For starters, it forces a specific data model (viz., Herbrand terms) where such a data model should be abstract at this level. While it can be easily agreed that, indeed, Horn Rules make up a substantial bulk of rulesets that would be interchanged through the RIF (e.g., all extant Prolog systems), many rule systems do not use this data model (e.g., production rule systems, reactive rule systems, and even some logical rule systems such as LIFE). I contend that there is no need to set the level of abtraction so low as to systematically "build in" Herbrand terms into a rule system whether relevant or not. Instead, a formal scheme that encompasses, among others, Horn Rules (i.e., Definite Clauses over Herbrand Terms), but also other deductive rule systems based on Definite Clauses over data models.
In fact, such a formal scheme exists: Constraint Logic Programming (CLP). I claim that it lies at a better level of abstraction than Horn Rules in that:
- it allows dealing with a wider set of rules,
- it does not demand a commitment to any specific data model, while
- it covers Horn Rules as a simple instantiation of the constraint component of the scheme to equations over Herbrand Terms.
Indeed, the main idea behind CLP is to abstract the data model from the rule scheme using (logical) variables as the interface between the world of Rules and the world of Data. Please refer to the CLP scheme's technical summary I am providing as attachment to this for a better idea.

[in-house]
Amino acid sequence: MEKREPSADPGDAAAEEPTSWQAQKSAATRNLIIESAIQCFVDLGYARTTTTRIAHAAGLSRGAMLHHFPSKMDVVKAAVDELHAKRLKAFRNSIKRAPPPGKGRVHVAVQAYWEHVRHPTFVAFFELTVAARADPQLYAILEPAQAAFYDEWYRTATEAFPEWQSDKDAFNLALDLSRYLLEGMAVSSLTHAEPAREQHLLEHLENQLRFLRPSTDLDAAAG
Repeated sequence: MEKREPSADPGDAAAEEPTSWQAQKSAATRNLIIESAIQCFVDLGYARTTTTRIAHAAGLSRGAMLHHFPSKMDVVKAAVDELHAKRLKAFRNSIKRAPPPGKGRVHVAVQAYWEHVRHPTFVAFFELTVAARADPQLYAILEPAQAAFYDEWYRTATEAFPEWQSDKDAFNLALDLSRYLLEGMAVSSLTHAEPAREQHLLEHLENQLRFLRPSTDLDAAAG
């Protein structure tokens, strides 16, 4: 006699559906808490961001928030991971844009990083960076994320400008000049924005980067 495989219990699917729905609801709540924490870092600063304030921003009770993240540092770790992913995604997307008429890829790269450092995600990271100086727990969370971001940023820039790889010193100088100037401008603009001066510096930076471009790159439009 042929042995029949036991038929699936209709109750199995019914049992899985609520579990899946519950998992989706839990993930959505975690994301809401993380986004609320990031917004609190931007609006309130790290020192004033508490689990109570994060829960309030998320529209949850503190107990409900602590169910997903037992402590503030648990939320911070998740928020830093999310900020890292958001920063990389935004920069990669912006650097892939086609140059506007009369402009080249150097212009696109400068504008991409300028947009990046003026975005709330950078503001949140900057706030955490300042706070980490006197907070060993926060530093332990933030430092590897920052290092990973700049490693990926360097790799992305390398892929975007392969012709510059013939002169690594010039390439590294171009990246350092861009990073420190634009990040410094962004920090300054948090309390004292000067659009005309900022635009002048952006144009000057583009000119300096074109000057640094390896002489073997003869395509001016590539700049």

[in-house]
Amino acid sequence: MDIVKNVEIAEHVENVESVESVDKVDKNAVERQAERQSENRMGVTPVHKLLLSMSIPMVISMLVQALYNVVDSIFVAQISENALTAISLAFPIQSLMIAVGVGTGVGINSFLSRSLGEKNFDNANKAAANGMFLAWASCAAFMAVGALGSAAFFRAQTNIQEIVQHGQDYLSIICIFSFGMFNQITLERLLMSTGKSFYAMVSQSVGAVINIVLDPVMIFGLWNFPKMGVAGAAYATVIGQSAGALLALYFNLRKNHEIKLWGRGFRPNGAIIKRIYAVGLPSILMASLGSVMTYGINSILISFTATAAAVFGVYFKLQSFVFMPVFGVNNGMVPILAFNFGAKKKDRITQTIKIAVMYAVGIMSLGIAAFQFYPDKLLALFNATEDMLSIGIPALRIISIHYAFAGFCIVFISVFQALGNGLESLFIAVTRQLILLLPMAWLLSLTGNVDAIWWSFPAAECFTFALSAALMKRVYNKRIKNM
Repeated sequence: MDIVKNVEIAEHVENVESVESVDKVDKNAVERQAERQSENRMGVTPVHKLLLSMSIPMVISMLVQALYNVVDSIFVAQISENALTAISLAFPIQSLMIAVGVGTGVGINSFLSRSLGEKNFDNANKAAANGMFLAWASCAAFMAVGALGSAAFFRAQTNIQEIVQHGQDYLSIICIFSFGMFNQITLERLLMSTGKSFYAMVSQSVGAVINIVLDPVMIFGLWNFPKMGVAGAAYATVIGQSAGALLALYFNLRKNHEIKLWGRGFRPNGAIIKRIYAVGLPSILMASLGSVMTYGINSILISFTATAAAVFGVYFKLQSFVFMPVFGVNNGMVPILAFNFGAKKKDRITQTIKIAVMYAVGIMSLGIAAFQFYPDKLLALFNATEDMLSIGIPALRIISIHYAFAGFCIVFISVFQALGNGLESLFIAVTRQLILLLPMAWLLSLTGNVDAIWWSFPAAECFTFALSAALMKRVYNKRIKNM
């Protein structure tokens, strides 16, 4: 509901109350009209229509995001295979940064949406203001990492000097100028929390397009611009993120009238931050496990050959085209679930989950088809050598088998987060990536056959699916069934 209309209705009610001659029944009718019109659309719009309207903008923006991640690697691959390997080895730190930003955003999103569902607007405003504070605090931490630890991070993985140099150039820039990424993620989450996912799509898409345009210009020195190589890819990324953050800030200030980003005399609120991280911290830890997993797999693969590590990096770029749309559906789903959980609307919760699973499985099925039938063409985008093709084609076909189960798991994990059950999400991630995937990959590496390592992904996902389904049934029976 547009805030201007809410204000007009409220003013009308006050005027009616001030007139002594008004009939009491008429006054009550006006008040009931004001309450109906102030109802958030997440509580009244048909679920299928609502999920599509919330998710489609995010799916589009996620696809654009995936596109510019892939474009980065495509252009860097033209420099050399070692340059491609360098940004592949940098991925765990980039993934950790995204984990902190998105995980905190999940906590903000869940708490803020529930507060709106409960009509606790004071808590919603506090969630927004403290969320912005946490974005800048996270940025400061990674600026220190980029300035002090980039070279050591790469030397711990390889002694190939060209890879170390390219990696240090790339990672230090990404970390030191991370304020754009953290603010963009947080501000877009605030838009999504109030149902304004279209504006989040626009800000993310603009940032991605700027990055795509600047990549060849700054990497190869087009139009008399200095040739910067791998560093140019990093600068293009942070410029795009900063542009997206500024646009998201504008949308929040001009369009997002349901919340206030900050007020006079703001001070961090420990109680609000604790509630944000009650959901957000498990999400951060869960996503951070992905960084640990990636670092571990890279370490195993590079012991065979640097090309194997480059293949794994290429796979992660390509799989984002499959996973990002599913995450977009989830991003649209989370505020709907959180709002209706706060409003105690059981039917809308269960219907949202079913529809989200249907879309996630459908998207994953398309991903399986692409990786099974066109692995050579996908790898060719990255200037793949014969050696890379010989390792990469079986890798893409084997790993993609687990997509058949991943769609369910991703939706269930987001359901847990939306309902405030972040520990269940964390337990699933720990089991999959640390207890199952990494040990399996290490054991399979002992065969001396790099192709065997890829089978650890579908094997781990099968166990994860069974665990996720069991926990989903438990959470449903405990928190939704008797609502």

Thus, this suggests that, rather than a 2-part entity (a RHS and a LHS) over arguments from a specific data model, a better rule representation is a 3-part entity consisting of the two sides together with a constraint. Viz., the simplest and most general rule is made of:
Atom :- Goal | Constraint.
Atom is a relational atom over mutually distinct variables;
Goal is a goal formula (e.g., a conjunction of relational atoms in the case of Horn Clauses, each over its own mutually distinct set of variables);
Constraint is a constraint: an abstract form involving the variables of the Atom and the Goal.
Instantiating the nature of the constraints to specific forms yields specific rule systems over specific data models:
if Constraint is made of only equations over variables and constants, we get Datalog;
if Constraint is made of equations over Herbrand terms, we get Horn Rules;
if Constraint is made of equations over OSF terms with interpreted functions, we get LIFE;
if Constraint is made of equations over typed lambda terms, we get LambdaProlog;
Using CLP to express rules gives a better level abstraction in that:
- The semantics of a ruleset is parameterized with that of the constraint system expressing the data model and is inherited for free with preciously little that need be assumed by the data model.